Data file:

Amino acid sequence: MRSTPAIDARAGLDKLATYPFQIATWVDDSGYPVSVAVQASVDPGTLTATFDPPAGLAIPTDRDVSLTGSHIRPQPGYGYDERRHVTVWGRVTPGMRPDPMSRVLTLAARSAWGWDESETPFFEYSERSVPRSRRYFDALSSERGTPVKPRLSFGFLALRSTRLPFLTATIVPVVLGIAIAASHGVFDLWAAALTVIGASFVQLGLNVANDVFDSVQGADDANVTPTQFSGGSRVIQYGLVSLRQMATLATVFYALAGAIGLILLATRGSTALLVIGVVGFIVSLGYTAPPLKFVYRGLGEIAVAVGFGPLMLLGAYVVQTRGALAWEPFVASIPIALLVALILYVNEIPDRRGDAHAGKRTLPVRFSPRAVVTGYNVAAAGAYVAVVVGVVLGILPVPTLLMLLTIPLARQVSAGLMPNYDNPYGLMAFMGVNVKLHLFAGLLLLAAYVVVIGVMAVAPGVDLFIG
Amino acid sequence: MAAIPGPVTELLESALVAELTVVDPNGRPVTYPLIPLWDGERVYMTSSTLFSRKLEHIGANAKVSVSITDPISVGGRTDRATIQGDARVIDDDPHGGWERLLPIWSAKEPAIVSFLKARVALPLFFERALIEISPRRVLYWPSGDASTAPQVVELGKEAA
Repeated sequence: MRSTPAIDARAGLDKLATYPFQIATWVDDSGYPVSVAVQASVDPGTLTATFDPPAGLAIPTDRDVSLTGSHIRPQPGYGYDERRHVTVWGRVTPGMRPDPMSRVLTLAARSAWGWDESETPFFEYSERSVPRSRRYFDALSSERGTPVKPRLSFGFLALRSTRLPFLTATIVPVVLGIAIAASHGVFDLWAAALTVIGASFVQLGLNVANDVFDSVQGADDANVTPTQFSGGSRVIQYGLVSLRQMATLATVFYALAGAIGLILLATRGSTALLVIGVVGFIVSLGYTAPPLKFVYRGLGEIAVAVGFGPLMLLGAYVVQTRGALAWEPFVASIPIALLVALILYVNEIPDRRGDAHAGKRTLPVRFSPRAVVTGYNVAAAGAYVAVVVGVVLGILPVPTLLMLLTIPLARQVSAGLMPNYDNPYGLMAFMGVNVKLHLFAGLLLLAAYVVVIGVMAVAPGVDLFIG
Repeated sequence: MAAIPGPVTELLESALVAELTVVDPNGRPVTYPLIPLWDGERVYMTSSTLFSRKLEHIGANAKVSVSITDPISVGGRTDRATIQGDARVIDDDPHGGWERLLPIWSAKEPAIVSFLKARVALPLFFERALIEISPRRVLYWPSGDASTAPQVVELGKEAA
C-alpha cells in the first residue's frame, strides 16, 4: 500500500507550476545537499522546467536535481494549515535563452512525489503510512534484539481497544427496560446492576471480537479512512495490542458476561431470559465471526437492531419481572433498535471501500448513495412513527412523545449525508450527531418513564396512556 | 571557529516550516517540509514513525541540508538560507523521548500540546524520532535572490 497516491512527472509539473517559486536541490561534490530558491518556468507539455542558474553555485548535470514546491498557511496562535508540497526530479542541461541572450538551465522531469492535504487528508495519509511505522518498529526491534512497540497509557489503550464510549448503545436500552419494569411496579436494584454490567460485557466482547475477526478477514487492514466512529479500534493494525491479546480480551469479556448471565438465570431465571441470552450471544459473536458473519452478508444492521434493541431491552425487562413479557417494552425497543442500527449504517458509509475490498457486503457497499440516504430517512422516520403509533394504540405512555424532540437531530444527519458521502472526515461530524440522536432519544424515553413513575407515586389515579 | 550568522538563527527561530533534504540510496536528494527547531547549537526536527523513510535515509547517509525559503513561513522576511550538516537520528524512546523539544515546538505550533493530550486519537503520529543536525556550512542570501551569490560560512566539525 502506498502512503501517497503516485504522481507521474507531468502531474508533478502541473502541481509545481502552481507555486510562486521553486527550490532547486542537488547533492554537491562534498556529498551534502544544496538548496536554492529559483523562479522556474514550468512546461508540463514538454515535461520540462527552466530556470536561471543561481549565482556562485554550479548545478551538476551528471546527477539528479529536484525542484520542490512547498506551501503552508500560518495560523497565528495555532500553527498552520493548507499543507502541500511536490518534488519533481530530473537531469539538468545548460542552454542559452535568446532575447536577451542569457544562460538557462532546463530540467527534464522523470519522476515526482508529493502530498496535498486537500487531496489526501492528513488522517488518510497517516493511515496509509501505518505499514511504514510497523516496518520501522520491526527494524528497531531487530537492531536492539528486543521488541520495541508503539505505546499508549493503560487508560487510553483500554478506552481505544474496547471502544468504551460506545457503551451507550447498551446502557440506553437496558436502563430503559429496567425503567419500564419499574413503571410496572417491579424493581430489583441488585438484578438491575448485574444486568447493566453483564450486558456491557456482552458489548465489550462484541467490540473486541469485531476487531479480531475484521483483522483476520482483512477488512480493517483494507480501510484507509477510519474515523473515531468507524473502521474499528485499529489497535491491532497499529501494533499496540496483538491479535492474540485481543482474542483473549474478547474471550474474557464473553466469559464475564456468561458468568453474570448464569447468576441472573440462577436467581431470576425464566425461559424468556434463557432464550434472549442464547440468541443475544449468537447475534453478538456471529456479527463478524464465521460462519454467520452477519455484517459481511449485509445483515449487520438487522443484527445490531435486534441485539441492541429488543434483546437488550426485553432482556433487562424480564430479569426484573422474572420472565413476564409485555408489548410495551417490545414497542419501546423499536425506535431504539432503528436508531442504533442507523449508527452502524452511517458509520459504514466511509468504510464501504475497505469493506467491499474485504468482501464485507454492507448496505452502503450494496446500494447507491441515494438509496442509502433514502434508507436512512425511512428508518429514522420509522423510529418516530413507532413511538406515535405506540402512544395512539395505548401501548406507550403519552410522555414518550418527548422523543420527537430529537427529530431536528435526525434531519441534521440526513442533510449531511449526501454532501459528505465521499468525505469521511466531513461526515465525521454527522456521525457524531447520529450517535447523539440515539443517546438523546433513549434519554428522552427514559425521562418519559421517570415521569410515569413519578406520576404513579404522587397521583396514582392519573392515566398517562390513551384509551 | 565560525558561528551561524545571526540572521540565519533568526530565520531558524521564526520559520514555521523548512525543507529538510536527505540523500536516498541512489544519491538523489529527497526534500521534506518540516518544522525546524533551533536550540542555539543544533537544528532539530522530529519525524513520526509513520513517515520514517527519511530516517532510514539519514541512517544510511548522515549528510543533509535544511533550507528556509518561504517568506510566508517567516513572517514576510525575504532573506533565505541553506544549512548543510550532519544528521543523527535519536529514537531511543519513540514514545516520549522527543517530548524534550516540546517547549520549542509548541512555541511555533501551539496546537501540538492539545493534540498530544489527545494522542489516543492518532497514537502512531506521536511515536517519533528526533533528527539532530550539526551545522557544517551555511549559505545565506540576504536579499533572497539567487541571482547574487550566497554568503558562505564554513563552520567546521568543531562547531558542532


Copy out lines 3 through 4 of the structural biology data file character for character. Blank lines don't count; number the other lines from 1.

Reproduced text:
Repeated sequence: MRSTPAIDARAGLDKLATYPFQIATWVDDSGYPVSVAVQASVDPGTLTATFDPPAGLAIPTDRDVSLTGSHIRPQPGYGYDERRHVTVWGRVTPGMRPDPMSRVLTLAARSAWGWDESETPFFEYSERSVPRSRRYFDALSSERGTPVKPRLSFGFLALRSTRLPFLTATIVPVVLGIAIAASHGVFDLWAAALTVIGASFVQLGLNVANDVFDSVQGADDANVTPTQFSGGSRVIQYGLVSLRQMATLATVFYALAGAIGLILLATRGSTALLVIGVVGFIVSLGYTAPPLKFVYRGLGEIAVAVGFGPLMLLGAYVVQTRGALAWEPFVASIPIALLVALILYVNEIPDRRGDAHAGKRTLPVRFSPRAVVTGYNVAAAGAYVAVVVGVVLGILPVPTLLMLLTIPLARQVSAGLMPNYDNPYGLMAFMGVNVKLHLFAGLLLLAAYVVVIGVMAVAPGVDLFIG
Repeated sequence: MAAIPGPVTELLESALVAELTVVDPNGRPVTYPLIPLWDGERVYMTSSTLFSRKLEHIGANAKVSVSITDPISVGGRTDRATIQGDARVIDDDPHGGWERLLPIWSAKEPAIVSFLKARVALPLFFERALIEISPRRVLYWPSGDASTAPQVVELGKEAA